Will Young, Singer

My First Attitude
Will Young (Image: Michael Wharley)

When I bought the Attitude issue with Chris O’Donnell on the cover dressed as Robin from the Batman movie, it was just to get haircut ideas. It was for sale in Tesco, and I didn’t know it was a gay magazine. Then, when I got home, I realised, and it showed me there was possibility, there was a community, there was visibility and there was hope. Since then, it has given voices to the voiceless and shone a light on the constant emergence of new and exciting queer people, while highlighting the history and behemoths from the past whose shoulders we all stand on.

Luke Evans, Actor

My First Attitude
Luke Evans (Image: Attitude)

The first issue I ever remember had Dermot O’Leary on the cover. I remember because Dermot— he’s a handsome devil, but when he was younger, oh my God! It was when he was the heartthrob and probably in his late twenties. I left home at 16. I was a happy gay kid in London, I was in my first show, and I could afford to buy magazines and I bought it. Also, I did a shoot in 2003 inside, and I literally look like I’m 16 years old. I am so small, so thin, and not a mark on my face — it’s so funny to see.

Then, a couple of years ago, I was on the cover [for winning the Attitude Man of the Year Award]! I was doing Nine Perfect Strangers. It was lockdown. I found a photographer who was a friend of Samara Weaving. And we shot the whole thing and did the interview. I did an acceptance speech in the house we rented. It was so much fun. I loved it, and they were lovely images.

L Devine, Singer-songwriter

My First Attitude
L Devine (Image: Provided)

My first Attitude magazine was when I was 12 years old, and McFly was on the cover. They did a very sexy, steamy, sweaty shoot in a sauna, all very much naked. I managed to get a copy of that and cut out all the clippings and stuck them on my wall, and I even used a circular crop of Harry [Judd]’s bare bottom as my Skype picture for years from that shoot. So, I guess if it taught me anything it was that despite being a closeted lesbian the whole time, you can still appreciate a really good man’s ass.

Owain Wyn Evans, TV presenter

Owain Wyn Evans (Image: Provided)

I have many memories of seeing Attitude magazine on the shelves of newsagents in Llanelli or Swansea when visiting there as a teenager with my parents or later on my own or with friends. Initially, I always remember thinking I’d love to buy a copy: ‘One day, perhaps!’ But it actually took many years for me to pluck up the courage to do so. Gay shame and internalised self-homophobia were things that took many, many years for me to overcome.

I was always particularly drawn to the queer icons who’d feature on the covers. One which stands out, in particular, was Elton John — I think it must have been in the early 2000s, when I was in my late teens. Attitude magazine over the years has continued to not only be a source of news and information for LGBTQ+ people, but also a place where between the pages people of all ages have been able to feel seen and validated as members of the queer community.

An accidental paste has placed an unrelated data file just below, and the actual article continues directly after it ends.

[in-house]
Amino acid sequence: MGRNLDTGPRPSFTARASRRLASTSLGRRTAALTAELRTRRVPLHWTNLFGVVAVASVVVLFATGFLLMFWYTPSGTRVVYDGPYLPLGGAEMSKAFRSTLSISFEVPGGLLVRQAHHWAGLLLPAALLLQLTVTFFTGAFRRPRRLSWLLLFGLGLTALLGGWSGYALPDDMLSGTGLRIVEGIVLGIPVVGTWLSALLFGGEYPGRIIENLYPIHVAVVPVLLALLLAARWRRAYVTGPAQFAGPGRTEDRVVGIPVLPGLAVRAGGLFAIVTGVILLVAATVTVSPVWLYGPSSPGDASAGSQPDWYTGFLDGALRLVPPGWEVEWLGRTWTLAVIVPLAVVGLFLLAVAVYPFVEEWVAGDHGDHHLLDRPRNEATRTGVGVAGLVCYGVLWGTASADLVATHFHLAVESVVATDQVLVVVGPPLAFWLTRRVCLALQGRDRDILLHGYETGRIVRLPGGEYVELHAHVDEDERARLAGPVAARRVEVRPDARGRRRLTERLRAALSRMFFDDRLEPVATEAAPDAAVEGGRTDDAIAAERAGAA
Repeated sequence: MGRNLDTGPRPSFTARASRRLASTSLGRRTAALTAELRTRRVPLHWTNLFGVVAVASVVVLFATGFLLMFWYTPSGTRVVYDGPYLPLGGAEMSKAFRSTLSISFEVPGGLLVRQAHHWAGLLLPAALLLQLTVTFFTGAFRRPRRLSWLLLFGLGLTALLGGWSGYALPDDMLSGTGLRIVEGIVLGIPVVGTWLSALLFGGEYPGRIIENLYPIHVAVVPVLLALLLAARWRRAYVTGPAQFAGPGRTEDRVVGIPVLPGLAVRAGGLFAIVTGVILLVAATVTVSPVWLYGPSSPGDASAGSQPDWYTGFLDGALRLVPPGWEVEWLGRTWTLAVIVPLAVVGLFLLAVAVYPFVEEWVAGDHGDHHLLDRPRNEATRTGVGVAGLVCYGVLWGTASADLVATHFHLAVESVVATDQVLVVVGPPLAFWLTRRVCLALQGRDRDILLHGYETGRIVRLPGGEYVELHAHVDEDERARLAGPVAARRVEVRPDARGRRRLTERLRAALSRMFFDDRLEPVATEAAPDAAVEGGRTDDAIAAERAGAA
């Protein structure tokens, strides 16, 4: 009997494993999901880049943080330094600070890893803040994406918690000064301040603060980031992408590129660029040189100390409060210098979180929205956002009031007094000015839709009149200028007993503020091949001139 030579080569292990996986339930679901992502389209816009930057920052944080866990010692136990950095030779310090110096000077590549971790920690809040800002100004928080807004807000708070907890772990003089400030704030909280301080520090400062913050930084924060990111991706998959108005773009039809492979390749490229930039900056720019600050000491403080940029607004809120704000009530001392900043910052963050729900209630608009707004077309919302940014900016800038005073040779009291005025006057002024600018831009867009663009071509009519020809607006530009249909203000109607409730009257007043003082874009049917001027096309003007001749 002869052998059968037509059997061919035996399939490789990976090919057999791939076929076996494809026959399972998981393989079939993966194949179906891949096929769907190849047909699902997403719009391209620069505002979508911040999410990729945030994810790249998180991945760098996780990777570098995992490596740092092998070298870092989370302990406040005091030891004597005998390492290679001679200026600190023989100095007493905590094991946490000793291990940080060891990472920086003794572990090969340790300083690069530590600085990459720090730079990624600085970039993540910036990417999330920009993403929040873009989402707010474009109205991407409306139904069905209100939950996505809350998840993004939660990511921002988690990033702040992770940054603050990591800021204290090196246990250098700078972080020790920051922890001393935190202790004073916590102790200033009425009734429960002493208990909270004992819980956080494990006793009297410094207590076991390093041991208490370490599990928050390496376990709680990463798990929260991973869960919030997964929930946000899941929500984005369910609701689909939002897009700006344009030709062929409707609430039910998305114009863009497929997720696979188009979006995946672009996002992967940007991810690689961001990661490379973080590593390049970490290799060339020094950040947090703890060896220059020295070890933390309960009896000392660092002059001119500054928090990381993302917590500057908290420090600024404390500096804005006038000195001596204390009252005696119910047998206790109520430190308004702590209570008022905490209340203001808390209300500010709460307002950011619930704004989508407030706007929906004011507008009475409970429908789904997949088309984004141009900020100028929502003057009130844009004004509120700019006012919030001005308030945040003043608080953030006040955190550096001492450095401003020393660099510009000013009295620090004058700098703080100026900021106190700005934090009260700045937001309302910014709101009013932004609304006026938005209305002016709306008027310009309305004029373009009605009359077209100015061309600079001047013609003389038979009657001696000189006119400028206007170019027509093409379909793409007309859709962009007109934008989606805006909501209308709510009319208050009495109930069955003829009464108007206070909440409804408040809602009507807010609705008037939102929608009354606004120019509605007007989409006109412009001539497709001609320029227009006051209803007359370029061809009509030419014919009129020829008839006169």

Ben Aldridge, Actor

Ben Aldridge (Image: Kosmas Pavlos/Attitude)

Getting an Attitude Award was a real marker for me. I remember being a teenager in the corner shop or WHSmith, and I remember my confused little eyes being drawn to the cover image of Attitude. I remember taking and stealing very quick, cursory glances, but never really allowing myself to really look, I couldn’t. Truly I couldn’t envisage a day where I could reach for this magazine, let alone read it, let alone be featured in it, let alone be recognised for what I do and to do that in a proud and visible way. To do that within the television industry really isn’t something I thought would be possible for myself.

Graham Norton, Broadcaster and author

Graham Norton (Image: Tom J Johnson/Attitude)

I was there from the beginning with Attitude. I remember being really excited when it hit the shelves – I remember seeing Pedro Almodóvar on the cover. It was really clever that Attitude weren’t just going pop or sexy, they were going into niche gay cultural things. They were kind of saying, “This is who we are, this is our tribe — come with us.” I do really remember it.

Ncuti Gatwa, Actor

My First Attitude
Ncuti Gatwa (Image: BBC)

The first issue of Attitude I remember being aware of was [when] I was going home from school, and I could see it in WHSmith. It took me two weeks to drum up the courage to buy it. Every day, I would stand outside and be like, ‘That’s a queer magazine. Is it illegal to look at them?’ Eventually, I bought it. That was a magical and empowering moment for me.

It taught me a lot of things that a 17-year-old shouldn’t know. It taught me about where to buy a jockstrap — all the important stuff. But jokes aside, it was like, ‘Wow, I’m not the only person in the world. There’s a whole world here of my people and that is amazing. I’m going to get out of my small town one day and I’m going to find these guys and I’m going to get there.’ I felt very seen, properly, for the first time. Being in the magazine and now on the cover 14 years later feels very emotional and rather full circle.

Marcus Hodson, Model

My First Attitude
Marcus Hodson (Image: Kit Oates/Attitude)